In Libya, the Government of National Accord's (GNA) forces continue to take control of critical locations around the country's capital Tripoli from militias loyal to warlord Khalifa Haftar. After the GNA's capture of the strategic al-Watiya air base two weeks ago, it managed to then take control of Tripoli International Airport. The seizure of the airport and the surrounding areas in the south and east of the city are critical achievements for the GNA. Haftar's forces are withdrawing to eastern and southern parts of the capital after their defeats. His militias also withdrew from Tarhuna, their last remaining stronghold in the western part of Libya. At the same time, a tacit agreement from the government's side was demonstrated as GNA troops did not attack the withdrawing forces. This handling of the Tarhuna withdrawal by the GNA and the pro-Haftar elements is a diplomatically promising step toward political talks.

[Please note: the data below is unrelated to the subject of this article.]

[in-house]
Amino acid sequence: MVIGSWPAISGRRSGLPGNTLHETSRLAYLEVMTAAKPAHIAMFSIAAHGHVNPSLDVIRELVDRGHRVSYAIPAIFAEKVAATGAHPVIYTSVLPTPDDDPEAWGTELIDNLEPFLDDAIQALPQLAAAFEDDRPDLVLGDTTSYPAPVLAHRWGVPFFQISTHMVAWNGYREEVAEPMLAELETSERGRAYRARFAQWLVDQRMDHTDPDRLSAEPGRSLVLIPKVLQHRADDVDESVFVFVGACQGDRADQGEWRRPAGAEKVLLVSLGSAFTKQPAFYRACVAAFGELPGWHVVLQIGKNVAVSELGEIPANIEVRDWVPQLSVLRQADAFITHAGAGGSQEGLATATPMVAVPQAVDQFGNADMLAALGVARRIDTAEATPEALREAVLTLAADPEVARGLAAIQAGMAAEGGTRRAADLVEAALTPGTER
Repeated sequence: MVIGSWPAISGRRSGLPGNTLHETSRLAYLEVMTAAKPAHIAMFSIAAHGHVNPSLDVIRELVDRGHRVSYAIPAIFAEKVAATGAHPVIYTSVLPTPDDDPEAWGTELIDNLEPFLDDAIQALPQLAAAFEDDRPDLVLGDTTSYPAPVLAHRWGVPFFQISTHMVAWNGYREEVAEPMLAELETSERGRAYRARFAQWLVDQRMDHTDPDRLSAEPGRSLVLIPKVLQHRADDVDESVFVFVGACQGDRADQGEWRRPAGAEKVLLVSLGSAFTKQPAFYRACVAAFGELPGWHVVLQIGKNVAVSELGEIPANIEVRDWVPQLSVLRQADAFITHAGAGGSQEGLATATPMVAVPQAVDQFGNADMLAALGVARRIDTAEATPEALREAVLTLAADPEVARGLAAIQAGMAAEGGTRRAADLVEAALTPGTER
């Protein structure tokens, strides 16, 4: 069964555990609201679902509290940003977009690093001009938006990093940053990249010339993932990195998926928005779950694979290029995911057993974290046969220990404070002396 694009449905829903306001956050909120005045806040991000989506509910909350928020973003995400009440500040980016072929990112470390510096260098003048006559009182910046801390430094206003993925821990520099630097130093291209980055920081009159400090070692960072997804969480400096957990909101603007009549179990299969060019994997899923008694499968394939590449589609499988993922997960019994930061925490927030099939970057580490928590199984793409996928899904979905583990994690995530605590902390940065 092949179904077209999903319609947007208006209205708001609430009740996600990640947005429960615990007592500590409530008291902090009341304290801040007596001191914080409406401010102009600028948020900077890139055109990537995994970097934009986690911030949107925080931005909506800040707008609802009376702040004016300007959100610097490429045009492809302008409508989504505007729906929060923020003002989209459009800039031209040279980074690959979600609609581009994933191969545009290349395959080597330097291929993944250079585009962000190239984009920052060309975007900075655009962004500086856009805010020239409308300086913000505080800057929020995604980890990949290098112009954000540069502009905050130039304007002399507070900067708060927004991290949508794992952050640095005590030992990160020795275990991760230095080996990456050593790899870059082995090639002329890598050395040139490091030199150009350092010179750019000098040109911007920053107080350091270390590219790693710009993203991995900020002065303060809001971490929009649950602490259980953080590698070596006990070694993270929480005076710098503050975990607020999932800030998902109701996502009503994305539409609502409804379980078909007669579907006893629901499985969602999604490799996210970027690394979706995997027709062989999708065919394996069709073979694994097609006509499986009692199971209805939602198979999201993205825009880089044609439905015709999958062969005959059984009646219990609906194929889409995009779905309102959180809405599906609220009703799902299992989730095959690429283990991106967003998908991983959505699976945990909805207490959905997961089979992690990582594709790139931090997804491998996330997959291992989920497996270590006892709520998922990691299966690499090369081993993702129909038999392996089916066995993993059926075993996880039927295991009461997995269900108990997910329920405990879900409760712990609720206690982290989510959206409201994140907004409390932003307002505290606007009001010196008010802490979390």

International focus has been on the Middle East for decades and particularly on Iran, Syria, Egypt, Iraq and Libya over the past several years. However, whatever is written about the Middle East, Russia is always part of the equation.
The March 5 agreement between Turkey and Russia put an end to the military confrontation in Idlib, Syria. President Recep Tayyip Erdoğan and his Russian counterpart, Vladimir Putin, shook hands on that deal to de-escalate what had become serious bilateral tensions. The 2018 Sochi agreement has thus been updated.
Andrej Kreutz raised a poignant question in his book from 2007, "Russia in the Middle East: Friend or Foe," well before the Syrian civil war erupted in 2011. Even though Russia has been an important player in the Middle East since the Cold War era, its influence in the region has burgeoned since Syrian President Bashar Assad invited Moscow into the Syrian civil war in 2015.
Turkey's objectives amid the recent tensions in Idlib are clear and the scope of a possible military operation would be limited..